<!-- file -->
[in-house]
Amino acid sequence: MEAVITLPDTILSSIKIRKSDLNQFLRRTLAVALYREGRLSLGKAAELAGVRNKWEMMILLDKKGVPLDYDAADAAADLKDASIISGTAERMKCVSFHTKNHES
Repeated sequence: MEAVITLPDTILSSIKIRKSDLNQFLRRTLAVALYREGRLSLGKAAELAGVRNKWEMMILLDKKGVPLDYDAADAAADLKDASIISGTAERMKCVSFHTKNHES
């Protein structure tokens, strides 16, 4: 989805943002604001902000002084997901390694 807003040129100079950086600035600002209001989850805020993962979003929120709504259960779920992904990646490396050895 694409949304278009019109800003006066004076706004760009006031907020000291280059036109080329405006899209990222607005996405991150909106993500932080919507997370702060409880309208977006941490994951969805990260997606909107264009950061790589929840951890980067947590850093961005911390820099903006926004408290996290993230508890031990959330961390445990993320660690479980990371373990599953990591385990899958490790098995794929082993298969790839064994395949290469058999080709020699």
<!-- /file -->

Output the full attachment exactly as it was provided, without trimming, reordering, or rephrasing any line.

[in-house]
Amino acid sequence: MEAVITLPDTILSSIKIRKSDLNQFLRRTLAVALYREGRLSLGKAAELAGVRNKWEMMILLDKKGVPLDYDAADAAADLKDASIISGTAERMKCVSFHTKNHES
Repeated sequence: MEAVITLPDTILSSIKIRKSDLNQFLRRTLAVALYREGRLSLGKAAELAGVRNKWEMMILLDKKGVPLDYDAADAAADLKDASIISGTAERMKCVSFHTKNHES
């Protein structure tokens, strides 16, 4: 989805943002604001902000002084997901390694 807003040129100079950086600035600002209001989850805020993962979003929120709504259960779920992904990646490396050895 694409949304278009019109800003006066004076706004760009006031907020000291280059036109080329405006899209990222607005996405991150909106993500932080919507997370702060409880309208977006941490994951969805990260997606909107264009950061790589929840951890980067947590850093961005911390820099903006926004408290996290993230508890031990959330961390445990993320660690479980990371373990599953990591385990899958490790098995794929082993298969790839064994395949290469058999080709020699």